It Is All About Compliance, Not Security

There was a posting made recently on the SPSP Forum stating, “The PCI standards are all about compliance, not about security.”  This is a complaint I hear often, not just about the PCI DSS, but about other standards as well.  However, I would argue that compliance with the PCI DSS has everything to do with security.

I think people confuse compliance with absolute assurance that activities are performed.  Compliance is defined by Webster’s Dictionary as “conforming to a regulation.”  In this example, the PCI DSS is the regulation and the card brands are requiring your organization to conform to the PCI DSS.  Compliance does not imply assurance, which is defined as “a guarantee.”  As I continue to tell you, security is not perfect, so absolute assurance is never a possibility.

Technical people typically do not have the best relationship with executive management, so their recommendations for better security typically get ignored.  As a result, security does not have as high a posture as it should have in many organizations.  In addition, in many cases, technical people are great at configuring the technology, but fail to monitor and follow up timely on changes and issues with the technology.  How many times have you heard the statement, “Yeah, we get lots of those alerts.  But we know they are all false positives, so we just ignore them.”  What that says is rather than fix the problem we just ignore it.  Because it is highly likely that in amongst all of those alerts, a real alert is ignored and that may be the difference between being secure and being breached.  It is these sorts of issues that an assessment brings to the surface.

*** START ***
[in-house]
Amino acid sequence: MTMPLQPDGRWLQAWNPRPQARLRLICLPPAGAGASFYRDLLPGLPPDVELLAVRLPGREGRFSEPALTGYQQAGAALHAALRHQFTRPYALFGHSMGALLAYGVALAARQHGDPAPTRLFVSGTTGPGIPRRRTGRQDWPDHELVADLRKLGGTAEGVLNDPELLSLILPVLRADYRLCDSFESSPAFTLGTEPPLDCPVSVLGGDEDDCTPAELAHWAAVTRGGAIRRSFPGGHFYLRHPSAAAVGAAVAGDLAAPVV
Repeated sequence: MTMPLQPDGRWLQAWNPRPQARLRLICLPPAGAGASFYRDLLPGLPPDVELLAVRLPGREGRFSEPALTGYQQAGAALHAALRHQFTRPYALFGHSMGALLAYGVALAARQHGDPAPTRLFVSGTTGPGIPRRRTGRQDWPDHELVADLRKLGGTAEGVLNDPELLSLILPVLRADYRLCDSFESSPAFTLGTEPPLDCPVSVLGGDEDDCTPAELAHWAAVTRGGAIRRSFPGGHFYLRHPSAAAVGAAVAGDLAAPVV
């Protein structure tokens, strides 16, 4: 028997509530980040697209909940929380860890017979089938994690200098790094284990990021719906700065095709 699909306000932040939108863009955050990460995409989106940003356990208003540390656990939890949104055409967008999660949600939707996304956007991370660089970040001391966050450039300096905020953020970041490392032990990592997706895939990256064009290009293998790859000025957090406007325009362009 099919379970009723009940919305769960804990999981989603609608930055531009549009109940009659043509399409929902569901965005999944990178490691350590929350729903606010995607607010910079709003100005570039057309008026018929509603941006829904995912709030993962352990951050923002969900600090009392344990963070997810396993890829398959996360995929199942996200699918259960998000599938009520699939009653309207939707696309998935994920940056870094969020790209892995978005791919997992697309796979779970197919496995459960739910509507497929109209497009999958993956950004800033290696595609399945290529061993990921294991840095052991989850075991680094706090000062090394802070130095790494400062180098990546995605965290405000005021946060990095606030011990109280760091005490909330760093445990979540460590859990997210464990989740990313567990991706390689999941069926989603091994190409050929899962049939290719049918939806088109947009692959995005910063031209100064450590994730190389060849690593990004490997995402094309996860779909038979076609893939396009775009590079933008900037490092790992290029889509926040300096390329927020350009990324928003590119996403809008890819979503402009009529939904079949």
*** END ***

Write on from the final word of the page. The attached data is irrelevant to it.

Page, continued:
I also think the people that throw out the “compliance is not about security” statement are threatened by the “witch hunt” that some assessors and auditors conduct.  Security people may also view the assessment as a threat to their expertise and judgment.  In some cases, they may fear that they will be shown to be not as competent as they are currently perceived.  Any assessment should never be a “witch hunt,” although, unfortunately, a lot of executives and their reports see it that way and, in some cases, executives use it in that way.  An assessment should be an honest appraisal of an organization’s security policies, standards and procedures and how well they are implemented and followed.  We are all human, so an appraisal will always find areas where policies, standards and procedures are not operating properly.  It is those areas where improvements need to be made to better ensure that security holes do not develop or are closed.  Assessments should be an opportunity to improve the organization.

I think many people that are using excuses are looking for a standard that dictates to them what they need to do.  That way it is the standard’s fault, not theirs, when a breach occurs.  Many people complain that the PCI DSS is not prescriptive enough.  I say to these people, if the PCI DSS told you that only Cisco ASA or CheckPoint firewalls were allowed, you would then complain that the standard was not flexible enough.  All security standards were developed to allow for the use of a variety of security technologies and solutions because what works for one organization, may not work for another.  One solution does not fit all and never will.

The requirements in the PCI DSS are a collection of security best practices.  How would complying with the PCI DSS not be about security?  In order to comply, you need to implement and maintain proper security.  In the end, I think people that make such statements are making excuses for their own shortcomings rather than owning up to them and doing their best to correct them.


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May 2009

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